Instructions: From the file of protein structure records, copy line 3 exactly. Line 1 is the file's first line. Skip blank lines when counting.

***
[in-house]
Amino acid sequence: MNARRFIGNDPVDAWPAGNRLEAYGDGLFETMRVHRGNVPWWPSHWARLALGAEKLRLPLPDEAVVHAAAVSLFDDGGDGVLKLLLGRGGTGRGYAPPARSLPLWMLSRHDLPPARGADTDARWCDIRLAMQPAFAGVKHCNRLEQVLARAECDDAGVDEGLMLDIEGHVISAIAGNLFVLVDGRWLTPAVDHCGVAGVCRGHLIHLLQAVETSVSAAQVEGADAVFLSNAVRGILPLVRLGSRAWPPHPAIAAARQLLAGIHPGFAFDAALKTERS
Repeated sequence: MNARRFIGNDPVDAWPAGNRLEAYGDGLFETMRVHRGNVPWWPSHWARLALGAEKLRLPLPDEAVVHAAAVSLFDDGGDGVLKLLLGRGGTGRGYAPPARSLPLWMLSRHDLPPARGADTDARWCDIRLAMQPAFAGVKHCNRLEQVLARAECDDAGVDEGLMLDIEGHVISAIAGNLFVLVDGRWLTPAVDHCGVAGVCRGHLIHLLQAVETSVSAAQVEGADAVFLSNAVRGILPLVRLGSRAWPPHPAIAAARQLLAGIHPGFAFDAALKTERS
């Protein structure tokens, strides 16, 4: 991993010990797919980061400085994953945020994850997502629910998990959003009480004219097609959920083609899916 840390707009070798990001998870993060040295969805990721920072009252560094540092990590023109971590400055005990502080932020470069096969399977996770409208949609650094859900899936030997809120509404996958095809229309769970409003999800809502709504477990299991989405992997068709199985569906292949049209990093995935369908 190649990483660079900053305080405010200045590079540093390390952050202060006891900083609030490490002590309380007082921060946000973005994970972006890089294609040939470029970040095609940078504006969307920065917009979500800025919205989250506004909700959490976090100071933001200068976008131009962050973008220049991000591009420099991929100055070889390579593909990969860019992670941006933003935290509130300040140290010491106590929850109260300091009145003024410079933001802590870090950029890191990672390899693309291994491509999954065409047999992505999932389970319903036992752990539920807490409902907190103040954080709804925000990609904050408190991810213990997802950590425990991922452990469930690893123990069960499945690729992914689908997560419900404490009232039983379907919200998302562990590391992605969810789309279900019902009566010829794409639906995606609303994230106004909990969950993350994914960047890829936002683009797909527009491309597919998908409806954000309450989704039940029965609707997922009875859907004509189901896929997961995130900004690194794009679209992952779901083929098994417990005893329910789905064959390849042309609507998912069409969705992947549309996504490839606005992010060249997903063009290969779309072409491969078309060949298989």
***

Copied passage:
Repeated sequence: MNARRFIGNDPVDAWPAGNRLEAYGDGLFETMRVHRGNVPWWPSHWARLALGAEKLRLPLPDEAVVHAAAVSLFDDGGDGVLKLLLGRGGTGRGYAPPARSLPLWMLSRHDLPPARGADTDARWCDIRLAMQPAFAGVKHCNRLEQVLARAECDDAGVDEGLMLDIEGHVISAIAGNLFVLVDGRWLTPAVDHCGVAGVCRGHLIHLLQAVETSVSAAQVEGADAVFLSNAVRGILPLVRLGSRAWPPHPAIAAARQLLAGIHPGFAFDAALKTERS